My Dad Passed Away


This was taken in Paris, 6 years ago

I’ve been trying to write this since July, I’ve been trying to put everything down and explain what happened.

My dad should never have died of Cancer.

the dreaded C-Word.

If the universe made sense, he should have passed away gently in his 80’s with a beer in his hand and a natural setting sun.

Not of Cancer, one of the most aggressive types, with only 700 getting his type of pancreatic cancer each year.

It took three months from diagnosis to death. Ninety days to get my head around the concept.

You have to appreciate that he beat cancer last year and got the all clear in January, and we all celebrated since 2015 was so bad, so 2016 had to be fantastic.

My nephew became a world champion gymnast, sister in law gave birth to their firstborn son, and my dad passed away.

In April when we found out that it was back, terminal and the only thing they could really do was make him “comfortable”, you see how the United Kingdom actually treats its terminal patients.

Like nothing more than chattel.

The only real quality care my dad received was in the last few days, he had hospice care coming to the house and the support of our local GP and chemists. Besides that, well keep reading.

We all know the adverts, they make out chemotherapy is in a friendly environment where they give you tea and coffee, and it’s all nice and quiet.

Mount Vernon Hospital, is like a goddamn conveyer belt full of over 100 people, milling about, the sounds of the beeping machines, they take hours just to get you started and even though it comes out of a tap, they do not even give you water. You have to bring your own.

Compare this type of thing to those Cancer adverts. Just try to imagine that dimly lit room, which if they had replaced with a tent would resemble something out of the Third World.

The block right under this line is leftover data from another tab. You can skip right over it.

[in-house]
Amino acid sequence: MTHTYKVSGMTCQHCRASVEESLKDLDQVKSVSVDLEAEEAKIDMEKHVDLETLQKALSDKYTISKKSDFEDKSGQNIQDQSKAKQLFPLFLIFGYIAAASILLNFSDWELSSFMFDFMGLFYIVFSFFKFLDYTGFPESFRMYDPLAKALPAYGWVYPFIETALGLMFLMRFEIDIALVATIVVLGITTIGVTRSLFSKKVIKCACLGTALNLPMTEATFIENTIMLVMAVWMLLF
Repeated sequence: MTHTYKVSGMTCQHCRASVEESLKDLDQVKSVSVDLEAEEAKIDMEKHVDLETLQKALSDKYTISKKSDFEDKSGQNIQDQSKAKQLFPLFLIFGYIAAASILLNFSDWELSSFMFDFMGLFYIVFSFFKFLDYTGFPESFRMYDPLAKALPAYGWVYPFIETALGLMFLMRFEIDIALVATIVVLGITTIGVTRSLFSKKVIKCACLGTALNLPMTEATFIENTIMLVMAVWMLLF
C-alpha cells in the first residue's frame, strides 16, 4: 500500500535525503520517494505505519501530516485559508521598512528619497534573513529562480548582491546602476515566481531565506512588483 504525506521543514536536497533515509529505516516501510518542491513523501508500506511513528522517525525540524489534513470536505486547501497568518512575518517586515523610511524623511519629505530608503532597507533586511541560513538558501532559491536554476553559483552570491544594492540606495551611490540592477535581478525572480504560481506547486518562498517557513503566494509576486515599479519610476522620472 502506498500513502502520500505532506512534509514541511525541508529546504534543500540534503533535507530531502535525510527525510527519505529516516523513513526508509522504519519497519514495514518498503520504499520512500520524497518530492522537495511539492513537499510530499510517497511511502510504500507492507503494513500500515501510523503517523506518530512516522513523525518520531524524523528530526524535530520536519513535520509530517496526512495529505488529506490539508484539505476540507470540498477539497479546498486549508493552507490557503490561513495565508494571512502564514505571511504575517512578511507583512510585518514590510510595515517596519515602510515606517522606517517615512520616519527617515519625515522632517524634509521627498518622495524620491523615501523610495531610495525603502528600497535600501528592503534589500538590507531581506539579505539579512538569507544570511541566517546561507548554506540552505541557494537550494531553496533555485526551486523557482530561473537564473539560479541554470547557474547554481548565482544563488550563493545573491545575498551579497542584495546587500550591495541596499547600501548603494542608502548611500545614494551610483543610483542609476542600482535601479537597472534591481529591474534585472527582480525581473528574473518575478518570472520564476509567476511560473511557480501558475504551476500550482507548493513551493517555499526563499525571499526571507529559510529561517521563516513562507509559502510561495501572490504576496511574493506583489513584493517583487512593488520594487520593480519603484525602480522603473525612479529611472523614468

Welcome to the NHS, ladies and gentlemen

Dad only had one chemo session, it wasn’t going to do anything and after that experience, who would want to go back.

We did have District Nurses, but when they came and forgot the basic rules of hygiene like washing their hands, could not handle drugs and were unable to treat body wounds and drains…what is the need for them? My dad acquired a bedsore, which they were unable to, or unwilling to treat correctly. But they did nothing, so seriously, just stand there while my dad’s body fills up with fluid because his body is shutting down.


This was taken last year, before it all came back

The palliative care community nurses well they came twice, once to tell us she was going away…then a few weeks later, to say she was going away again.

No replacement, but she wasn’t going out of her depth to handle drugs. So she was to quote my mum “She was as useless as a chocolate teapot.”

You can imagine I’m a little bit jaded with the medical profession and right now can you really blame me?

When it happened, when we found out that all they could do was make him “comfortable”, I was there.